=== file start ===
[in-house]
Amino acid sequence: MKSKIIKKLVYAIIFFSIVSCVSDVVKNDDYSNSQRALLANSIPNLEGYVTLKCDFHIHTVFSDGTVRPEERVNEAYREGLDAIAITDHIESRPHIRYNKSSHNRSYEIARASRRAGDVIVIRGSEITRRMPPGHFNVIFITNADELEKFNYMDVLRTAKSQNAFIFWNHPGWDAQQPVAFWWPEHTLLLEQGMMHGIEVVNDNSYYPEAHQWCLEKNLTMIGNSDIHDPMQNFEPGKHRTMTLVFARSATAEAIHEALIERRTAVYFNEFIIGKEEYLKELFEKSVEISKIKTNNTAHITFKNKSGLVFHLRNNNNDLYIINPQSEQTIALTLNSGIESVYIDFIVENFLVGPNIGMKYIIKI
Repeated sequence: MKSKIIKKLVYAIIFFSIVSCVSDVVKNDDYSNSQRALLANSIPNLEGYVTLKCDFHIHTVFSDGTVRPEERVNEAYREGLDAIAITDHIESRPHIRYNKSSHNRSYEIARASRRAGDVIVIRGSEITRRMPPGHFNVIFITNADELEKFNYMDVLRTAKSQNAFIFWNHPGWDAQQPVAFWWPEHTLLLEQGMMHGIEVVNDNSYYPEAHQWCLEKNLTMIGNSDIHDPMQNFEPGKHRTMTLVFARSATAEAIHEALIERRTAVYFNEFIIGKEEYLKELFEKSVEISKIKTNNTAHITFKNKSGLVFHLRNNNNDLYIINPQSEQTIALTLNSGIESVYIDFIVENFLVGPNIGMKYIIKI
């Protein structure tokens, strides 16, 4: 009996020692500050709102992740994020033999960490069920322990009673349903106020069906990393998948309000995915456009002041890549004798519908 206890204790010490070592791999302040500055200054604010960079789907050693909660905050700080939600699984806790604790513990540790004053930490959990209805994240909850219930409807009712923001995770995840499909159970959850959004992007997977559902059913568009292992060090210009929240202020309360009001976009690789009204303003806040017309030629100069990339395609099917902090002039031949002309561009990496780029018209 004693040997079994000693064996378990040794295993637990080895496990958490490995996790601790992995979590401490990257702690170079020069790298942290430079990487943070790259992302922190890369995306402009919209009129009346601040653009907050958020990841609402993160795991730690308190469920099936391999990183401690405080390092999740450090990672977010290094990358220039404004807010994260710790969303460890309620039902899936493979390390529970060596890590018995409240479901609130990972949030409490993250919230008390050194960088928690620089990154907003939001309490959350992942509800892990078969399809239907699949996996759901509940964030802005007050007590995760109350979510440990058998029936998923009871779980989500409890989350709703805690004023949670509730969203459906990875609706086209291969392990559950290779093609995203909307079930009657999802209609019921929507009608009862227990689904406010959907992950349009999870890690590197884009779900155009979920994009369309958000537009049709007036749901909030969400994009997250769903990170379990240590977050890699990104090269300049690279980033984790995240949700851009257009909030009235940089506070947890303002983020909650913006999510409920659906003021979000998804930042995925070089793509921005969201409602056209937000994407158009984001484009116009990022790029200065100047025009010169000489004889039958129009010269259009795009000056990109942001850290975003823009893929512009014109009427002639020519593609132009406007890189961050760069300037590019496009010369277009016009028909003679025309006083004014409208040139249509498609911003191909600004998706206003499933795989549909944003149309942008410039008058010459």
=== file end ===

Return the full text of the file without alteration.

[in-house]
Amino acid sequence: MKSKIIKKLVYAIIFFSIVSCVSDVVKNDDYSNSQRALLANSIPNLEGYVTLKCDFHIHTVFSDGTVRPEERVNEAYREGLDAIAITDHIESRPHIRYNKSSHNRSYEIARASRRAGDVIVIRGSEITRRMPPGHFNVIFITNADELEKFNYMDVLRTAKSQNAFIFWNHPGWDAQQPVAFWWPEHTLLLEQGMMHGIEVVNDNSYYPEAHQWCLEKNLTMIGNSDIHDPMQNFEPGKHRTMTLVFARSATAEAIHEALIERRTAVYFNEFIIGKEEYLKELFEKSVEISKIKTNNTAHITFKNKSGLVFHLRNNNNDLYIINPQSEQTIALTLNSGIESVYIDFIVENFLVGPNIGMKYIIKI
Repeated sequence: MKSKIIKKLVYAIIFFSIVSCVSDVVKNDDYSNSQRALLANSIPNLEGYVTLKCDFHIHTVFSDGTVRPEERVNEAYREGLDAIAITDHIESRPHIRYNKSSHNRSYEIARASRRAGDVIVIRGSEITRRMPPGHFNVIFITNADELEKFNYMDVLRTAKSQNAFIFWNHPGWDAQQPVAFWWPEHTLLLEQGMMHGIEVVNDNSYYPEAHQWCLEKNLTMIGNSDIHDPMQNFEPGKHRTMTLVFARSATAEAIHEALIERRTAVYFNEFIIGKEEYLKELFEKSVEISKIKTNNTAHITFKNKSGLVFHLRNNNNDLYIINPQSEQTIALTLNSGIESVYIDFIVENFLVGPNIGMKYIIKI
């Protein structure tokens, strides 16, 4: 009996020692500050709102992740994020033999960490069920322990009673349903106020069906990393998948309000995915456009002041890549004798519908 206890204790010490070592791999302040500055200054604010960079789907050693909660905050700080939600699984806790604790513990540790004053930490959990209805994240909850219930409807009712923001995770995840499909159970959850959004992007997977559902059913568009292992060090210009929240202020309360009001976009690789009204303003806040017309030629100069990339395609099917902090002039031949002309561009990496780029018209 004693040997079994000693064996378990040794295993637990080895496990958490490995996790601790992995979590401490990257702690170079020069790298942290430079990487943070790259992302922190890369995306402009919209009129009346601040653009907050958020990841609402993160795991730690308190469920099936391999990183401690405080390092999740450090990672977010290094990358220039404004807010994260710790969303460890309620039902899936493979390390529970060596890590018995409240479901609130990972949030409490993250919230008390050194960088928690620089990154907003939001309490959350992942509800892990078969399809239907699949996996759901509940964030802005007050007590995760109350979510440990058998029936998923009871779980989500409890989350709703805690004023949670509730969203459906990875609706086209291969392990559950290779093609995203909307079930009657999802209609019921929507009608009862227990689904406010959907992950349009999870890690590197884009779900155009979920994009369309958000537009049709007036749901909030969400994009997250769903990170379990240590977050890699990104090269300049690279980033984790995240949700851009257009909030009235940089506070947890303002983020909650913006999510409920659906003021979000998804930042995925070089793509921005969201409602056209937000994407158009984001484009116009990022790029200065100047025009010169000489004889039958129009010269259009795009000056990109942001850290975003823009893929512009014109009427002639020519593609132009406007890189961050760069300037590019496009010369277009016009028909003679025309006083004014409208040139249509498609911003191909600004998706206003499933795989549909944003149309942008410039008058010459």